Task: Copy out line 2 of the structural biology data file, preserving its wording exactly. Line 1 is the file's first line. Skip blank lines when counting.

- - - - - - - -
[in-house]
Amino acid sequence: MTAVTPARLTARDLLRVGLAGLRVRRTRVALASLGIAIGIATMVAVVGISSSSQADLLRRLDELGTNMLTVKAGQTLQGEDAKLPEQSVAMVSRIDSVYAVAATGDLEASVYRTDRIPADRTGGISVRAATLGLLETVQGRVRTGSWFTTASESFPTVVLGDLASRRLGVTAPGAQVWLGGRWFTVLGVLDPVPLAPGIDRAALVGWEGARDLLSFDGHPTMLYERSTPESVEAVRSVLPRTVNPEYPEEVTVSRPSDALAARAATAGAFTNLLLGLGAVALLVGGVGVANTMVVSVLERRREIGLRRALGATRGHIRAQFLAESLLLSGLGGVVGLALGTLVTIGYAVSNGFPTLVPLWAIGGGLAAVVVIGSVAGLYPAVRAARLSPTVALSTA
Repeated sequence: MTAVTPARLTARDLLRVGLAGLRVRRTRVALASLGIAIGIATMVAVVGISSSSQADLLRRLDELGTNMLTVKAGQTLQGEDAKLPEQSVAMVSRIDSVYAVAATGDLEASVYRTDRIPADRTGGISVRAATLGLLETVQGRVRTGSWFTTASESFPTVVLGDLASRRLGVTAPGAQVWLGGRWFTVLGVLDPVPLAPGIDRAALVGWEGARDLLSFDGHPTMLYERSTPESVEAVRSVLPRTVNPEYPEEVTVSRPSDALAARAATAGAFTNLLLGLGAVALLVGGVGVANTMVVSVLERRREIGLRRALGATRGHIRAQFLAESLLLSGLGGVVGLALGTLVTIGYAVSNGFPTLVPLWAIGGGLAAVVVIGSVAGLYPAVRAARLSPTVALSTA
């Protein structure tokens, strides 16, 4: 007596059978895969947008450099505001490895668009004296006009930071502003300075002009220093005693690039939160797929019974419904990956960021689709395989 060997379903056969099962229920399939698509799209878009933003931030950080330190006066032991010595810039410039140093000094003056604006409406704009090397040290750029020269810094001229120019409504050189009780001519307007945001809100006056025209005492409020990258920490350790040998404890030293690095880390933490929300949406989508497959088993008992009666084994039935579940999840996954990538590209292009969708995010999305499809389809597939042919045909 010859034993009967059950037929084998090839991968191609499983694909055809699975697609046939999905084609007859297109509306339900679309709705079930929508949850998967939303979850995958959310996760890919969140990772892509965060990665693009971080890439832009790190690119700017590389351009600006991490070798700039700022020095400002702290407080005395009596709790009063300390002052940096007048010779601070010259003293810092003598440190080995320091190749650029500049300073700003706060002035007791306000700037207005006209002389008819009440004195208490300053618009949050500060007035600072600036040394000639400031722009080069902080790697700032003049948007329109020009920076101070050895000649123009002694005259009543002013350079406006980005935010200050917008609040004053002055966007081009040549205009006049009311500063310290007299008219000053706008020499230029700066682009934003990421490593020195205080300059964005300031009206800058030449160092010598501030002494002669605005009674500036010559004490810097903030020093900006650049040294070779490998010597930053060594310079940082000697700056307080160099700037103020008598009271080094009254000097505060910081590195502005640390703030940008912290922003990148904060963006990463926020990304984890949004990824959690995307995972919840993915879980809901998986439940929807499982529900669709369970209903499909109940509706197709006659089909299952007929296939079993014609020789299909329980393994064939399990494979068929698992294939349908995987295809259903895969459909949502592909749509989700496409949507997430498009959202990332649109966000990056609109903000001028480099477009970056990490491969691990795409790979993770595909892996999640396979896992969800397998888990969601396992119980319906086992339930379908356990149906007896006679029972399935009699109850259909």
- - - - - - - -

Amino acid sequence: MTAVTPARLTARDLLRVGLAGLRVRRTRVALASLGIAIGIATMVAVVGISSSSQADLLRRLDELGTNMLTVKAGQTLQGEDAKLPEQSVAMVSRIDSVYAVAATGDLEASVYRTDRIPADRTGGISVRAATLGLLETVQGRVRTGSWFTTASESFPTVVLGDLASRRLGVTAPGAQVWLGGRWFTVLGVLDPVPLAPGIDRAALVGWEGARDLLSFDGHPTMLYERSTPESVEAVRSVLPRTVNPEYPEEVTVSRPSDALAARAATAGAFTNLLLGLGAVALLVGGVGVANTMVVSVLERRREIGLRRALGATRGHIRAQFLAESLLLSGLGGVVGLALGTLVTIGYAVSNGFPTLVPLWAIGGGLAAVVVIGSVAGLYPAVRAARLSPTVALSTA